“Beautifully translated by Ringwald” (NPR), this is “Philippe Besson’s book of a lifetime...an elegiac tale of first, hidden love” (The New Yorker).
After Sierva Maria, the twelve-year-old daughter of a decaying noble family, is bitten by a rabid dog, she is believed to be possessed. When she is taken to a convent for observation, it is Father Cayetano Delaura who visits her cell. Delaura, who has already dreamed of a girl with long hair, finds himself falling in love with Sierva as he cares for her. And soon, Sierva follows him, leaving the two of them spiraling into an unsettling and feverish descent. OF LOVE AND OTHER DEMONS is a testament to Gabriel García Márquez’s imaginative and atmospheric mastery.
To most people, the Metropolitan Museum is a tourist stop that houses some of the world’s most famous Picassos and Vermeers. But in METROPOLITAN STORIES, a interwoven collection of vignettes, it becomes the living setting for a cast of eclectic and dedicated staff and the original, powerful stories from the art itself. In Coulson’s stories, we see the back rooms, cafeterias, conservation studios, and ghosts that hide behind the museum’s galleries. METROPOLITAN STORIES is an ode to the Met and a collage of human experience and imagination, all in one.
Two-time Booker Prize–winning author Hilary Mantel paints a portrait of the relationship between Ireland and England through a fable-esque story of a mythical giant and a man who seeks to demystify him. O’Brien, a giant who believes in all things mystical and magical, comes to London in 1782 to exhibit his size for money. Meanwhile, famed anatomist John Hunter is determined to become the owner of O’Brien’s corpse to dissect it for science. Through O’Brien’s trust of little people and Hunter’s ambition, Mantel crafts a fated tale as old as time.
Perhaps our first great pandemic novel, DELPHI explores the life of one woman determined to find control amidst chaos. An unnamed classics professor studying ancient prophecies is forced to enter lockdown in London when COVID-19 comes knocking. With a pandemic afoot, a marriage in crisis, and a son growing more distant even as they are stuck in the same home, the professor turns to her studies with new determination to tell her own future through any means necessary. DELPHI is a darkly funny and mesmerizingly absurd debut turned time capsule.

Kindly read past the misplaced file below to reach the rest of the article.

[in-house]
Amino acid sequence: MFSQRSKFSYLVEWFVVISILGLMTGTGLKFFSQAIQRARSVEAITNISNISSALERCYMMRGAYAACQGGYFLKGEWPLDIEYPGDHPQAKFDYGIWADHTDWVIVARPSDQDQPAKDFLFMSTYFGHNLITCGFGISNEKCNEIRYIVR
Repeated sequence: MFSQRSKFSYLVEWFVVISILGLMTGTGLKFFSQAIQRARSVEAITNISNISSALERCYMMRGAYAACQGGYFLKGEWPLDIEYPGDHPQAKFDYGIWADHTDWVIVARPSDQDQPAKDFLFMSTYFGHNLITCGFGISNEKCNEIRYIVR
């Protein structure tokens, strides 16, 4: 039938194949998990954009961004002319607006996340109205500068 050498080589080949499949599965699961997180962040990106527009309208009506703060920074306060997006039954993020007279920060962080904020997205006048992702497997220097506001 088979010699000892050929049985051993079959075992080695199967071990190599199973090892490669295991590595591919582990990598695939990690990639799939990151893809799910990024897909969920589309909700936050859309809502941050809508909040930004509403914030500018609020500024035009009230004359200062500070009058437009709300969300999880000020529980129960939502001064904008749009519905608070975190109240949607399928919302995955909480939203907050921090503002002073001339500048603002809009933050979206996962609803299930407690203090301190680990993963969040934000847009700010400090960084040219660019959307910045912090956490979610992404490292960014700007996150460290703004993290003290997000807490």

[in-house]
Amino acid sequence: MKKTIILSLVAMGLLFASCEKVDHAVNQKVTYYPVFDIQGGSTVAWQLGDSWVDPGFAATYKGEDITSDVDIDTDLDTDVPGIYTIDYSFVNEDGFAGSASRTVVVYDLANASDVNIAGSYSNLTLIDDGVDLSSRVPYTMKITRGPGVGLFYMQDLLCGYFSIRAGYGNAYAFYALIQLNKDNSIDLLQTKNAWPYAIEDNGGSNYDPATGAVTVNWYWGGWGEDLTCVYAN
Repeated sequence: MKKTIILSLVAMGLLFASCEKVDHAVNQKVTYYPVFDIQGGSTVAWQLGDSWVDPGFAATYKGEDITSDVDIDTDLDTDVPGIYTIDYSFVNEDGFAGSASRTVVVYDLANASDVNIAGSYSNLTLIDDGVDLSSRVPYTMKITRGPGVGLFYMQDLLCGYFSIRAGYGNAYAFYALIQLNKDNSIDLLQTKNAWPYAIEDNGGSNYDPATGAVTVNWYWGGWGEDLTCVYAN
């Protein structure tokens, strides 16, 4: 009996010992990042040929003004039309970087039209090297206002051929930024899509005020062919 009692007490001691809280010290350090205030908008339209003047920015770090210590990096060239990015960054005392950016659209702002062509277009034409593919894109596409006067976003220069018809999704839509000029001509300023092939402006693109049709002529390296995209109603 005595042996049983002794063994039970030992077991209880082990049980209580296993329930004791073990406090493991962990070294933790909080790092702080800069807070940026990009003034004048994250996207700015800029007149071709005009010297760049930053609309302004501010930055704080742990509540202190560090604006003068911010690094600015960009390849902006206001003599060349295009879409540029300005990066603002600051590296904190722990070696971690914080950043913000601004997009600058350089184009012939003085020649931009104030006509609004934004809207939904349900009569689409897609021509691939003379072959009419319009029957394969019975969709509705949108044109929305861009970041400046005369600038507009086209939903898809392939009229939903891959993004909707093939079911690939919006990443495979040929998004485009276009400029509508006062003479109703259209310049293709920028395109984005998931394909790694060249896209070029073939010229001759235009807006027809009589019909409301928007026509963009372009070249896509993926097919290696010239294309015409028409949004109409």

A Guardian Best Book of 2022 * “Clever and surprising.” —BuzzFeed * “Brilliantly funny.” —San Francisco Chronicle * “Ingenious.”—The Millions * “Powerful.” —Harper’s Bazaar
A captivating debut novel about a classics professor immersed in research for a new book on a prophecy in the ancient world who confronts chilling questions about her own life just as the pandemic descends—for readers of Jenny Offill, Ottessa Moshfegh, and Sally Rooney.
Covid-19 has arrived in London, and the entire world quickly succumbs to the surreal, chaotic mundanity of screens, isolation, and the disasters big and small that have plagued recent history. As our unnamed narrator—a classics professor immersed in her studies of ancient prophecies—navigates the tightening grip of lockdown, a marriage in crisis, and a ten-year-old son who seems increasingly unreachable, she becomes obsessed with predicting the future. Shifting her focus from chiromancy (prophecy by palm reading) to zoomancy (prophecy by animal behavior) to oenomancy (prophecy by wine), she fails to notice the future creeping into the heart of her very own home, and when she finally does, the threat has already breached the gates.
Brainy and ominous, imaginative and funny, Delphi is a snapshot and a time capsule—it vividly captures our current moment and places our reality in the context of myth. Clare Pollard has delivered one of our first great pandemic novels, a mesmerizing and richly layered story about how we keep on living in a world that is ever-more uncertain and absurd.